Five ways to protect your property against grease fires

By Rob Dakin, Property Risk Control Manager, AXA

Grease fires are one of the biggest risks faced by owners in the hotels, hospitality and leisure sector, with major blazes not only wreaking havoc with your property but also causing untold damage to your reputation and bottom line.

Three high-profile incidents made the news in July alone. Somerset-based hotel Babington House had to be evacuated after a fire started in the kitchens; the ventilation system of a restaurant on Edgware Road, London caught fire, forcing police to cordon off the area; and a pub regular was treated for smoke inhalation after a chip pan fire at the Never Say Die bar in Essex.

These blazes can be very costly. In the past five years, damages worth more than £55m have been caused by grease-based fires in commercial properties. And deep fat fryers and chip pans are only part of the problem. Trendy cooking equipment, such as char broilers and salamander grills – which also spread grease around a kitchen – can also be the cause of serious fires.

Meanwhile, kitchen filters, ducts and flue units, which can become the home to years of greasy build-up if not properly cleaned, can cause a small fire to spread quickly and engulf an entire building.

However, there are some simple steps you can take to make sure you only hit the headlines for the right reasons. Following the below can not only help you properly manage your risks but is the first line of defence for protecting against fires.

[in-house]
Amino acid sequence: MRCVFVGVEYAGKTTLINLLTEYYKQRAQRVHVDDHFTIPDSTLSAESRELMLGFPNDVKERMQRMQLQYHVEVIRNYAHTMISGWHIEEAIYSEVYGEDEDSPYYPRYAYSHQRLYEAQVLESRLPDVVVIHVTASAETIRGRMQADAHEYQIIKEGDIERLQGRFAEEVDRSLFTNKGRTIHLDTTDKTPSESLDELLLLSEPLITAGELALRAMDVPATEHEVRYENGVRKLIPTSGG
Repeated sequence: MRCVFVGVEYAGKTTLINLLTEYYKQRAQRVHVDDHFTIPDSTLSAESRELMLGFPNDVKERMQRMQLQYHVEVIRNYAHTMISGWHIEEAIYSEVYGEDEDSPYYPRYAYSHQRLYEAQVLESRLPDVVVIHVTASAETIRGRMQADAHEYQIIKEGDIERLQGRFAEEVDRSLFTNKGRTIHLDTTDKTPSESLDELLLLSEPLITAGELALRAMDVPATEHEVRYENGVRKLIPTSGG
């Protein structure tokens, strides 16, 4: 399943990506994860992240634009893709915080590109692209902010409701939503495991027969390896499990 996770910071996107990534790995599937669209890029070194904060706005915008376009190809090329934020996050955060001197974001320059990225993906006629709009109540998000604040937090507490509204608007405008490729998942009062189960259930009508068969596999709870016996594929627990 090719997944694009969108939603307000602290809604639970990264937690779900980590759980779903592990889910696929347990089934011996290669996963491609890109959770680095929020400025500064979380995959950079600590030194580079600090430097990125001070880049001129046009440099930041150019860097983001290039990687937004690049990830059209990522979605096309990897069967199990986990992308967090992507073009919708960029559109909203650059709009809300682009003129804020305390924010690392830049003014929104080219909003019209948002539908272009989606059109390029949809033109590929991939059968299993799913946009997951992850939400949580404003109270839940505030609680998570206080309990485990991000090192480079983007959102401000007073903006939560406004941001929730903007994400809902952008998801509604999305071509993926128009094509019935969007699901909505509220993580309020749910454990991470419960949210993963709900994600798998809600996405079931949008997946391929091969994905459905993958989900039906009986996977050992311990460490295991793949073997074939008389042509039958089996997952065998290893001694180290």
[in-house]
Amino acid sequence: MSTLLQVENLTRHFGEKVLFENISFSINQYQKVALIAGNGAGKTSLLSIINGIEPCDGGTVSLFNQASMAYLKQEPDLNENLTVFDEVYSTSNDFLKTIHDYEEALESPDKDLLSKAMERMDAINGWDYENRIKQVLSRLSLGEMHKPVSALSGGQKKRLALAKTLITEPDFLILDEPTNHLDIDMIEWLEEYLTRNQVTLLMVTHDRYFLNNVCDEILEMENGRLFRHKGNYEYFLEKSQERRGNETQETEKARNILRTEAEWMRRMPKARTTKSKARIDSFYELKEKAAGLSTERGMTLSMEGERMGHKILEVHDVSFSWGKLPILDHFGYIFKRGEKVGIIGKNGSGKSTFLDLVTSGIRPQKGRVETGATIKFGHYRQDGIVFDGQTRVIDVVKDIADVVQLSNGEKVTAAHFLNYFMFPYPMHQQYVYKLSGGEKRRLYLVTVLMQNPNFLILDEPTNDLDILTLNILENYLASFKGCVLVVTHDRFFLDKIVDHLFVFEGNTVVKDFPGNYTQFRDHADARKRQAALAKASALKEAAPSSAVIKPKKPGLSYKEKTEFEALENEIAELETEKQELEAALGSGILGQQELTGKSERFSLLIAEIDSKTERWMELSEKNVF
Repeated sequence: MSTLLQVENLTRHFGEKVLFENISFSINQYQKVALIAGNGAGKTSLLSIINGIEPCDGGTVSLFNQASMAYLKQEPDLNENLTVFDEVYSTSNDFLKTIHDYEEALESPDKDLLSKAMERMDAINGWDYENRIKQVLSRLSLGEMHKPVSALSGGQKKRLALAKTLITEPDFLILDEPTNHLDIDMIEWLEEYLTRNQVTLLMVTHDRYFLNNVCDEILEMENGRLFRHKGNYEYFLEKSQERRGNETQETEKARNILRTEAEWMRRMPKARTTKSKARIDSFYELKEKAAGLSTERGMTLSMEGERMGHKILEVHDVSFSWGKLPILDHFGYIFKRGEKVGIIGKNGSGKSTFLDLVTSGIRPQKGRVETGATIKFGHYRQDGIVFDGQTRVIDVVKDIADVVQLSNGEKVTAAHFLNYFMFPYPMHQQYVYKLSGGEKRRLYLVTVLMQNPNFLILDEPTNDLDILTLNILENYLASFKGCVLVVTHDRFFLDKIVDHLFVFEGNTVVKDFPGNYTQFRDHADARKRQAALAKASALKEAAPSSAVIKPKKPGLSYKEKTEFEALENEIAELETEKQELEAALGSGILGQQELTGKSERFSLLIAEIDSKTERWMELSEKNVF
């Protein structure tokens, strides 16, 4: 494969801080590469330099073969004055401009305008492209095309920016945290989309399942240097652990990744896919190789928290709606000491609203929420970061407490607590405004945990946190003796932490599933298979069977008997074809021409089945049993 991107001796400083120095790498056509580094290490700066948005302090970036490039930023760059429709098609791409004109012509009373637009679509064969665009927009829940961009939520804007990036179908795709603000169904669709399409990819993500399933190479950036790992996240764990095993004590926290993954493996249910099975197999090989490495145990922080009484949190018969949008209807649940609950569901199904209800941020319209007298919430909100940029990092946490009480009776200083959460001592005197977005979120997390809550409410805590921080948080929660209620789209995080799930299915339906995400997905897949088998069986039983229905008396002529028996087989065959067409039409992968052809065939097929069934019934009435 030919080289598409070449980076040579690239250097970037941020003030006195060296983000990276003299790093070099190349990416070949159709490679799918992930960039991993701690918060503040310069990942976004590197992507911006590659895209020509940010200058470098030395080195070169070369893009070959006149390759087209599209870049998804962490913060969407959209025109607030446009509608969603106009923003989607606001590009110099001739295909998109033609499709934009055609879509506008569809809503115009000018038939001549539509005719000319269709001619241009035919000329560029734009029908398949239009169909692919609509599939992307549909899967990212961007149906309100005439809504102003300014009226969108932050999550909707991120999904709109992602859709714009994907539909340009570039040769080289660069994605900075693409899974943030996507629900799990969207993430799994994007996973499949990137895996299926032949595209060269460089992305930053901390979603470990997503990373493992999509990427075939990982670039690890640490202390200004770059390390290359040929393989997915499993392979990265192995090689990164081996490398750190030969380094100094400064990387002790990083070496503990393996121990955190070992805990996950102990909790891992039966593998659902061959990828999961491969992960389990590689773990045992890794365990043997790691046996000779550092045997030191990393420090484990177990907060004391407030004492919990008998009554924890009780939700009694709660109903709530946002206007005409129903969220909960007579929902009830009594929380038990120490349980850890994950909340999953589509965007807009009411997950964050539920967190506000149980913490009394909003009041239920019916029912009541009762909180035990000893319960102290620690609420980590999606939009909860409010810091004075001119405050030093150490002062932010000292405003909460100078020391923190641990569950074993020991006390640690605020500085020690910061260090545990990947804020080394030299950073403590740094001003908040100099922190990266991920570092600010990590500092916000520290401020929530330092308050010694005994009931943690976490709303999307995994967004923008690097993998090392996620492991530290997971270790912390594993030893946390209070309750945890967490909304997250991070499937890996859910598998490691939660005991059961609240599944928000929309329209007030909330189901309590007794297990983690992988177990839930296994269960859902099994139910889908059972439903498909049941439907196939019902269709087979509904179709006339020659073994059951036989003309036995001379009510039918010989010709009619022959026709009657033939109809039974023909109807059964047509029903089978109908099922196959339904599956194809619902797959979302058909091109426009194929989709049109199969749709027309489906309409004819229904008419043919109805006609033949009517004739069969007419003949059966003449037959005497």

Regularly change your cooking oil – Changing your oil can lower your risk. Older oil ignites at a lower temperature, meaning it is more likely to catch fire.

Properly maintain and check your kitchen equipment – checking your cooking equipment on a regular basis is vital. Tests should be carried out frequently to ensure your equipment works – especially temperatures gauges on fat fryers and thermostat failure shutoff devices.

Create a vigorous cleaning regime – almost all professional kitchens already have high standards of cleanliness. However, professional, thorough cleaning of ducts and flue units at least every six months are a must, as is the weekly cleaning of filters.

Consider investing in a fire suppression system – the £5,000 cost of a suppression system for the average kitchen might seem expensive but it could be worth its weight in gold. A suppression system will detect kitchen temperatures and use safe oxygen suffocating chemicals to snuff out a fire before it spreads. Most systems will also allow you to clean up and start trading again on the same day.

Check your level of business interruption cover – make sure you have proper business interruption cover in place. Business interruption helps your premises bring in income in the event it has to close. Most polices offer cover for up to a year but think about whether this would be enough time to get you back on your feet – and at the level you operated before the incident.